Music Is All About Politics
Last week, the Webcaster Alliance accused the RIAA of entering into a collusive agreement with certain large webcasters "intended to eliminate competition in Internet radio, which would in turn harm the distribution of independent music which competes with RIAA material." Now the group has joined with Boycott-RIAA to call for an ethics investigation of the Judiciary Committee Chairman James Sensenbrenner for accepting an $18,000 junket to Taiwan and Thailand to chat about copyright law. "When the recording industry pays for the chairman of the Judiciary Committee to level threats at these governments, it creates an appearance of influence-peddling."
Unlike their major counterparts, the independent music sector has lacked, with a few exception such as the Future Of Music Coalition, any cohesive voice to represent their specific concerns. Accusations of anti-competitive practices by the RIAA and labels have been a point of discussion ever since it was raised as an issue in Napster's legal defense and followed up by Kazaa's Sharman Networks antitrust suit, which was recently rejected by the courts. Any legal action engaged by the Webcaster Alliance, on the other hand, will not be dismissed as easily (Sharman Networks' suit was dismissed because, as a software distributor, it does not compete with the major labels) and raises valid concerns not only for the potential of collusive behavior among the majors, both labels and webcasters, but of the RIAA favoring its own members, such as AOL TW, over unaffiliated small webcasters. The issue, that has been noted several times in this newsletter, not only impacts the fate of independent webcasters but the broader indie music community that depends on these outlets to reach their audience, particularly among under represented genres such as Blues or World Music.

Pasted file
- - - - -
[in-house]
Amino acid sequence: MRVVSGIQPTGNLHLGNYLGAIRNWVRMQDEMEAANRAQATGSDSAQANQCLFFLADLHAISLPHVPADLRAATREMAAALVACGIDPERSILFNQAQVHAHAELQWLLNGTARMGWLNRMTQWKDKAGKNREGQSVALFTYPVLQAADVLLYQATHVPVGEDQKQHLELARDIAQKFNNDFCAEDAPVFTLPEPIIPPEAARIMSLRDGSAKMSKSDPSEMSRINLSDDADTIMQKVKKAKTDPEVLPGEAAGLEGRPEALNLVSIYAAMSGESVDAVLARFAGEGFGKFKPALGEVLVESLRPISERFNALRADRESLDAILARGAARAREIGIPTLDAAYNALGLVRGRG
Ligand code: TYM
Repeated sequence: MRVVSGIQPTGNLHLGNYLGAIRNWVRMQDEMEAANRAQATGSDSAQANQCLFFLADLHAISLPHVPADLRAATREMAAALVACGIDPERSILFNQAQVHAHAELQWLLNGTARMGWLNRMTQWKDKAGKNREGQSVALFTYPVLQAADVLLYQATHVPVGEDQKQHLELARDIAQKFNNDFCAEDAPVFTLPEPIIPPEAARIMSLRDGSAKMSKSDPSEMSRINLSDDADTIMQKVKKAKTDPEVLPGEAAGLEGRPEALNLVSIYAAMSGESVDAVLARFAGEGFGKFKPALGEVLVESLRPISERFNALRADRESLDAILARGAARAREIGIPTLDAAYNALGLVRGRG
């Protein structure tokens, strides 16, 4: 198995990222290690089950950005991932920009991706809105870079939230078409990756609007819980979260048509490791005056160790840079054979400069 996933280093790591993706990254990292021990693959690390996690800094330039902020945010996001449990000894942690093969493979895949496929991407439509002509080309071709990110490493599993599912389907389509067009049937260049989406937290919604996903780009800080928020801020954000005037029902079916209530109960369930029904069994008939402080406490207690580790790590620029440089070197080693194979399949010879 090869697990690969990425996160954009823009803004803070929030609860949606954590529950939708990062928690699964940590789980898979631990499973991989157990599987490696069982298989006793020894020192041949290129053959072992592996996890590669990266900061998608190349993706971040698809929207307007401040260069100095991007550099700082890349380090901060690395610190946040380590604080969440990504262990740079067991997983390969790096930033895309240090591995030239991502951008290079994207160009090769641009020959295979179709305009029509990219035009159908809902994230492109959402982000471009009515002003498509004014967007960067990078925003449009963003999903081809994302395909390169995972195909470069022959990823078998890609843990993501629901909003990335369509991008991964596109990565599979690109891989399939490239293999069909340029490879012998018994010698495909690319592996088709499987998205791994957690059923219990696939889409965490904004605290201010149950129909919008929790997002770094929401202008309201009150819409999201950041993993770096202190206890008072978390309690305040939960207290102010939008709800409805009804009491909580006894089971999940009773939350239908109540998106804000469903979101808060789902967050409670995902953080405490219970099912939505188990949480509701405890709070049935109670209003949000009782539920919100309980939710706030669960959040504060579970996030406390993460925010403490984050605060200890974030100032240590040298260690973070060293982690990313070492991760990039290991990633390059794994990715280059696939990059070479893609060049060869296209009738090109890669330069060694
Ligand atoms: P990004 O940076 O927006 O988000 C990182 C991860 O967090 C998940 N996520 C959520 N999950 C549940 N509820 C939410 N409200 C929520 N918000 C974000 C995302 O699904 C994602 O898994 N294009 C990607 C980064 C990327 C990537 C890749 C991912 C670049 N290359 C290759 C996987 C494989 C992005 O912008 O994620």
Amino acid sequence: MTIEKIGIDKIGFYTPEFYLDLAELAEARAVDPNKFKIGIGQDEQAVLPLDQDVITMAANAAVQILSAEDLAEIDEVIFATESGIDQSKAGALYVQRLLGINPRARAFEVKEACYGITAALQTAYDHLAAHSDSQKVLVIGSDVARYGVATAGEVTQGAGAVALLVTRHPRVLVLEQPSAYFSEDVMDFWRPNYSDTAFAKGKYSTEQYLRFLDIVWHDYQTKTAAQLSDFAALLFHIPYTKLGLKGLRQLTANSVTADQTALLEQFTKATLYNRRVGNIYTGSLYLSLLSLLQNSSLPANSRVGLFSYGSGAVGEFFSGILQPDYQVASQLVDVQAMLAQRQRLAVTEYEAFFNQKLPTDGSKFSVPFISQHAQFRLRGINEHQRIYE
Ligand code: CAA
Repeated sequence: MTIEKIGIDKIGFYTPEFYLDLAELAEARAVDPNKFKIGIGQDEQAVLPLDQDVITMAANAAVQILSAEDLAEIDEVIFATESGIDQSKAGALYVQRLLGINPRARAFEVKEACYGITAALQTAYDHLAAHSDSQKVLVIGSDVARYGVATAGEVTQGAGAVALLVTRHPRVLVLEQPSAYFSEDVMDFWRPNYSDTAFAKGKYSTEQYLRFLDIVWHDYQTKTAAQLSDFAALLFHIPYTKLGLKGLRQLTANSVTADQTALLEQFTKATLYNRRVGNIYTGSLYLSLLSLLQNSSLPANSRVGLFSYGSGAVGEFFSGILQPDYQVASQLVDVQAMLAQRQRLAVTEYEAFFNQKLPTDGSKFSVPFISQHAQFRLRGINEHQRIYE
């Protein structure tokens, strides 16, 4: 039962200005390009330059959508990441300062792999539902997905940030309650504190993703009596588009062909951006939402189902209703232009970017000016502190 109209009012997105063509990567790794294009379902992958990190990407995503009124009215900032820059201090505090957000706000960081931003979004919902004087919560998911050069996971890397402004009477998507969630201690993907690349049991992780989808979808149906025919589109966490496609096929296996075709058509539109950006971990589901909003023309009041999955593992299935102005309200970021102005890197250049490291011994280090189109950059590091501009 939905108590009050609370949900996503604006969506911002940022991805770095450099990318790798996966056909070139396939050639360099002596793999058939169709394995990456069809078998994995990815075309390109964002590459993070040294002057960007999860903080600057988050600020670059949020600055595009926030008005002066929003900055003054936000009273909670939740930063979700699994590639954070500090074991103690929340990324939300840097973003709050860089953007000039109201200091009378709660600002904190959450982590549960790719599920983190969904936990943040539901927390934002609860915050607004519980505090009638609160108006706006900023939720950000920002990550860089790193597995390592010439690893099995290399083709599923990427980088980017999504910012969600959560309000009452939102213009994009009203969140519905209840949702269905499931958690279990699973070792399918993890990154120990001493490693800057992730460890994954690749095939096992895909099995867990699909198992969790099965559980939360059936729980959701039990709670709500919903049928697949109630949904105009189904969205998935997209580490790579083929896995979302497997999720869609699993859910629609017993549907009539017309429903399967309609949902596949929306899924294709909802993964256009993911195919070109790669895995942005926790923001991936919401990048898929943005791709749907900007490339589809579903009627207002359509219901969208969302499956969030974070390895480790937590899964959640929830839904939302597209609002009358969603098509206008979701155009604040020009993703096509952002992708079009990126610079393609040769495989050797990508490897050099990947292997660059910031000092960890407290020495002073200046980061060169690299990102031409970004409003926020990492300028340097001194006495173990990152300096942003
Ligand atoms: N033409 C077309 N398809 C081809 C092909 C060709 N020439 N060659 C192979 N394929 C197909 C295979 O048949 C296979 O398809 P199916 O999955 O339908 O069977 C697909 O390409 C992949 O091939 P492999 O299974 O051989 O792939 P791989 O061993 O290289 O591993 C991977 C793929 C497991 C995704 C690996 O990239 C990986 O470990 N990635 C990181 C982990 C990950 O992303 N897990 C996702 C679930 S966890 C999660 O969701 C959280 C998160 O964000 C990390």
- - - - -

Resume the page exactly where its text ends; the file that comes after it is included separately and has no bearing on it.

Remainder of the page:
While the RIAA's Asian junket should raise serious concerns for Thai and Taiwanese officials, the broader issue of accountability for the powerful Judiciary Committee Chairman and his ties to big music business is the real target. Ironically, it was DiMA, which represents "digital media leaders" such as AOL, RealNetworks & MTVi (some of whom were signees to the disputed webcasting agreement), that rushed to Chairman Sensenbrenner's defense, and indirectly the RIAA's.
Is this the opening of a serious political voice for the independent music community? This will depend on the support provided by that community, generally considered apathetic and disunited, in providing the same grassroots support that has effectively demonized the FCC media ownership process and rules. Easier said than done, but not inconceivable...
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